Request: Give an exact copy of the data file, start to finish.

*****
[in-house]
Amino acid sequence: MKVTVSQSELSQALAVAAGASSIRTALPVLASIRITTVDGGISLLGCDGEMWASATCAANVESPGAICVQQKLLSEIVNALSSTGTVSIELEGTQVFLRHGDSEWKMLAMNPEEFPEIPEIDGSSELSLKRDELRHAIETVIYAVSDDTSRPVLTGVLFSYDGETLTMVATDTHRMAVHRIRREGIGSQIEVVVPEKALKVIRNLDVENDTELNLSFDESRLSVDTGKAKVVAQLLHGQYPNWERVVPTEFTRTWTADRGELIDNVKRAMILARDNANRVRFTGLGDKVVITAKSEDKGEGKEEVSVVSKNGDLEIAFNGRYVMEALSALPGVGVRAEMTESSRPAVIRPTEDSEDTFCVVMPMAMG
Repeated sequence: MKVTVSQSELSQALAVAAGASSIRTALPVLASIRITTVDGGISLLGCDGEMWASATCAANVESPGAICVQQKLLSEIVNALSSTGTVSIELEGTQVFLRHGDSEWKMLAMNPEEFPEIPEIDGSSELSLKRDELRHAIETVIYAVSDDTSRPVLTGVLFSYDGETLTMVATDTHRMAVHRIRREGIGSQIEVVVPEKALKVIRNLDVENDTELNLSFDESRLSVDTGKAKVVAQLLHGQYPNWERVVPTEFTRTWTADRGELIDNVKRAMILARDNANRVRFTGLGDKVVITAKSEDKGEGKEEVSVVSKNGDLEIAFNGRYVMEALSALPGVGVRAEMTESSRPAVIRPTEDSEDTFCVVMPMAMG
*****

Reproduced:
[in-house]
Amino acid sequence: MKVTVSQSELSQALAVAAGASSIRTALPVLASIRITTVDGGISLLGCDGEMWASATCAANVESPGAICVQQKLLSEIVNALSSTGTVSIELEGTQVFLRHGDSEWKMLAMNPEEFPEIPEIDGSSELSLKRDELRHAIETVIYAVSDDTSRPVLTGVLFSYDGETLTMVATDTHRMAVHRIRREGIGSQIEVVVPEKALKVIRNLDVENDTELNLSFDESRLSVDTGKAKVVAQLLHGQYPNWERVVPTEFTRTWTADRGELIDNVKRAMILARDNANRVRFTGLGDKVVITAKSEDKGEGKEEVSVVSKNGDLEIAFNGRYVMEALSALPGVGVRAEMTESSRPAVIRPTEDSEDTFCVVMPMAMG
Repeated sequence: MKVTVSQSELSQALAVAAGASSIRTALPVLASIRITTVDGGISLLGCDGEMWASATCAANVESPGAICVQQKLLSEIVNALSSTGTVSIELEGTQVFLRHGDSEWKMLAMNPEEFPEIPEIDGSSELSLKRDELRHAIETVIYAVSDDTSRPVLTGVLFSYDGETLTMVATDTHRMAVHRIRREGIGSQIEVVVPEKALKVIRNLDVENDTELNLSFDESRLSVDTGKAKVVAQLLHGQYPNWERVVPTEFTRTWTADRGELIDNVKRAMILARDNANRVRFTGLGDKVVITAKSEDKGEGKEEVSVVSKNGDLEIAFNGRYVMEALSALPGVGVRAEMTESSRPAVIRPTEDSEDTFCVVMPMAMG